20 de diciembre de 2017

Reconocimiento a la alumna Laura Angulo

Desde aquí quiero felicitar a mi alumna Laura Angulo, de 1º Bachillerato A, por su excelente participación en el concurso "Student Review Contest" del periódico New York Times

Laura participó en este concurso con una crítica al libro "Origen" de Dan Brown y, entre casi 1500 participantes, muchos de ellos hablantes nativos, Laura ha quedado entre los "runners-up", del puesto 11 al 25. 

Felicidades también a su familia y al claustro de profesores/as del IES Ángel de Saavedra. Es un orgullo, además de una responsabilidad, trabajar con esta alumna. 


Esta es la noticia de la resolución del concurso en el New York Times y a continuación el texto que escribió y envió Laura a este concurso:

Origin, by Dan Brown 

Over the last lustra, one question has been roaming our minds: is the growing sector of technology hijacking society? Dan Brown has intended to provide us with a suitable answer – and I would say that he succeeded wholeheartedly. Brown predicts a terrific yet terrifying outcome – in the short term, we will merge ourselves with high technology in a symbiotic relationship in order 

to elongate our lifespan and living standards. This story contains thought-provoking ideas that I am sure will disarray a few's previous knowledge on the subject of how science and technology affect religious beliefs. 

Settled in the contemporary Spain, “Origin” opens with our longtime friend Professor Robert Langdon attending the announcement of a crucial discovery for the human race hosted by his former student and the worldwide hailed inventor Edmond Kirsch. The disclosure takes place in the modern Guggenheim Museum in Bilbao, with a breathtaking and controversial display screening regarding the origin and fate of humanity during which Kirsch is murdered. Henceforth, Langdon and his competent companion Ambra Vidal (the Museum's director and Kirsch's friend) embark themselves on an adventure in Barcelona that will lead them to the unveiling of Kirsch's secret, which “will change the face of science forever.” However, members of extreme religions want to silence them and have them in the spotlight, so Kirsch's secret may waiting in the wings either to be unlocked and revealed or to belost forever.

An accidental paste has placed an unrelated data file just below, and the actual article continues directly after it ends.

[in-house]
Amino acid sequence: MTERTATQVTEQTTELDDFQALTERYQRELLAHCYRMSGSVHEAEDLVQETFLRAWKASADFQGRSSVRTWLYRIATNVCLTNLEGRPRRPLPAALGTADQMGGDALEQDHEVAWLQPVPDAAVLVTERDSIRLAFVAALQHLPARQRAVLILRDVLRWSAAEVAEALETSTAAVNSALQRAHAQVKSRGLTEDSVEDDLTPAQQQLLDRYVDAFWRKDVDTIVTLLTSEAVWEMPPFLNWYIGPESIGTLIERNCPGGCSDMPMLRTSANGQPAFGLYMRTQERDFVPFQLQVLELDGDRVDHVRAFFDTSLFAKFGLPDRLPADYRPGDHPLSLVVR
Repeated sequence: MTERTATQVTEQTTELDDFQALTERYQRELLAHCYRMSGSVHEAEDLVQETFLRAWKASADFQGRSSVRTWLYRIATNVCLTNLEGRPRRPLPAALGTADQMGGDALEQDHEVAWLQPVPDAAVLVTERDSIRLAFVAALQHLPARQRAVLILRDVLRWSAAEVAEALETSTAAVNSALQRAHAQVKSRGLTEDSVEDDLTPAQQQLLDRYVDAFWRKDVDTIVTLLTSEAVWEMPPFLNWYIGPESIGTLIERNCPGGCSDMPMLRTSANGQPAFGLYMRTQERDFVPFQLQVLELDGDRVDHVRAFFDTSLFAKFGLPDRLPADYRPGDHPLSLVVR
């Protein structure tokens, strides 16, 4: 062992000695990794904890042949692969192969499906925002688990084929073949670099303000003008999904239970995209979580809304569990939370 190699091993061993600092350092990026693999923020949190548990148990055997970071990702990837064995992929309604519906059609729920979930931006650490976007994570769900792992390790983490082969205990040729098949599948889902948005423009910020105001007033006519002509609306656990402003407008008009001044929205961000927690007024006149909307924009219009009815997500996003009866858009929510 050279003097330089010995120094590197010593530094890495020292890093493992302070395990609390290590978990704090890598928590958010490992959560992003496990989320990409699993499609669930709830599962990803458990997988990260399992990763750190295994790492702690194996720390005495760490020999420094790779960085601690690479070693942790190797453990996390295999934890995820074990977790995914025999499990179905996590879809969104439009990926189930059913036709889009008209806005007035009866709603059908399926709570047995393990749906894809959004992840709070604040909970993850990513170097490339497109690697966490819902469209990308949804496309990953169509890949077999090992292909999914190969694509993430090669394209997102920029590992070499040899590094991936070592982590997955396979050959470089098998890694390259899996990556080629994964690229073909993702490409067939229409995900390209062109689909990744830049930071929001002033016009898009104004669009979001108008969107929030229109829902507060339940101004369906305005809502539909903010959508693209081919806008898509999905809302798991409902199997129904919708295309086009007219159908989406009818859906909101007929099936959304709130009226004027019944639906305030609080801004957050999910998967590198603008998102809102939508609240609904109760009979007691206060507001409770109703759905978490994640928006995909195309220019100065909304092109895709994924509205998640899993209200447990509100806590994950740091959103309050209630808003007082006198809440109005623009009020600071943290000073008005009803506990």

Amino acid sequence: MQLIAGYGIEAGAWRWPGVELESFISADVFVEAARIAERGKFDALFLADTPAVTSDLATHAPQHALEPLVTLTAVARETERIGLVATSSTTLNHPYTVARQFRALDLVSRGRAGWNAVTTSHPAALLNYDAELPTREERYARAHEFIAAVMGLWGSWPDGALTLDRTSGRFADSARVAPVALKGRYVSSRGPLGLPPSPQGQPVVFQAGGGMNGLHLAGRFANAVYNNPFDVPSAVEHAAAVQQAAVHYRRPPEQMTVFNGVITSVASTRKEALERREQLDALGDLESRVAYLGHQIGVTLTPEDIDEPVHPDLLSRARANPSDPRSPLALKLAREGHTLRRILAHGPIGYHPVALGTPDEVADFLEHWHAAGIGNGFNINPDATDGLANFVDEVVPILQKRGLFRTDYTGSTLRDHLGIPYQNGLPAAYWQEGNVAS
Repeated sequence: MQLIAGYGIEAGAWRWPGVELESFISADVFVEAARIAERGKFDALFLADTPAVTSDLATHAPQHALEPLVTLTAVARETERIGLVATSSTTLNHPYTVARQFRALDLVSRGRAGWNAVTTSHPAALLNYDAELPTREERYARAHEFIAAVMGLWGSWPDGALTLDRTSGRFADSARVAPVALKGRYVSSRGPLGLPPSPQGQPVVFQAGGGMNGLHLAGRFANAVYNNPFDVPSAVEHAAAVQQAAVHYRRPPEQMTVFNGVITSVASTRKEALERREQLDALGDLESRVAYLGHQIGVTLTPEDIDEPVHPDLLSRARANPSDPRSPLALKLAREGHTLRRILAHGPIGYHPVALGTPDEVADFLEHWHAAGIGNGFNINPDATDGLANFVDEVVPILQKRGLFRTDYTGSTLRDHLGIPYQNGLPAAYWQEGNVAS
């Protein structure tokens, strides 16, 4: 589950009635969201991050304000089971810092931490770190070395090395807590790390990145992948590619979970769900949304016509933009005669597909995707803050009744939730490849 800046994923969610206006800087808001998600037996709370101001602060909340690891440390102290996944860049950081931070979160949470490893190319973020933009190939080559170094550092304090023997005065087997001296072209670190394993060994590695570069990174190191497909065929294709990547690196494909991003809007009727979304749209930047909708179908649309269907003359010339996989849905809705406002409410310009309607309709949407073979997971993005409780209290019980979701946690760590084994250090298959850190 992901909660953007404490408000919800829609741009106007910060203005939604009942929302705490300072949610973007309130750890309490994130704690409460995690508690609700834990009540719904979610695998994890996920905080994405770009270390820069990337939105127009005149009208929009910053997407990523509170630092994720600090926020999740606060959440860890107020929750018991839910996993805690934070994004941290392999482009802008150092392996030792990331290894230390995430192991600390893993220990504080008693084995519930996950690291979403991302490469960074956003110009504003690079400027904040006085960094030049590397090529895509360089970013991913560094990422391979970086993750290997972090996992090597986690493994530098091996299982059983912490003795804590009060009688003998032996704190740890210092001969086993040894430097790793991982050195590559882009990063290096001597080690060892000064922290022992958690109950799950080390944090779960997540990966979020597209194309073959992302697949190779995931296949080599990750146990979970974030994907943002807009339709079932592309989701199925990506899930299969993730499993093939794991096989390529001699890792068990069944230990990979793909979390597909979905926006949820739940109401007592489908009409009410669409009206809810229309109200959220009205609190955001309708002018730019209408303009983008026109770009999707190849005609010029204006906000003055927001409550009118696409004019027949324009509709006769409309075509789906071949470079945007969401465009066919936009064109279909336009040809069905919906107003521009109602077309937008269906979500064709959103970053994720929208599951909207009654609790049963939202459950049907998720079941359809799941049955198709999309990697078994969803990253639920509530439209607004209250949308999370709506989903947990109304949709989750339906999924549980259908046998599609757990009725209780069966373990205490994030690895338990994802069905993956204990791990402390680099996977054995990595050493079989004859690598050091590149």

“Origin” is a mixture of science, technology, religion and ethics with splashes of fiction here and there, which majestically manages to captivate the soul and nature of each notion, although it frequently feels like a distorted caricature when it comes to Spanish stereotypes. 

As a Spaniard myself, I am able to confirm that nobody prays that much. The fact that such devotion had to be reflected by hook or crook is understandable; nevertheless, certain statements might be considered misleading and deceitful, either for better or for worse. Besides, although the plot is interesting enough to keep us engaged to the pages, there is hardly any character development and appreciable cracks (e.g. no one questions or attempts to verify any debatable conclusion that the protagonists have jumped to).

What really is worthy of admiration is the easiness with which Dan Brown's utterly original way of uncovering clues has us on the edge, following a scrupulously traced path that will ultimately let us looking in the eye of the mystery itself without realising it. Including an omnipotent macro computer which makes audacious forecasts and helps the main characters evade being arrested or assassinated by the policeman and contract killers, this book will make your neck hurt as you devour the pages avidly and incessantly.

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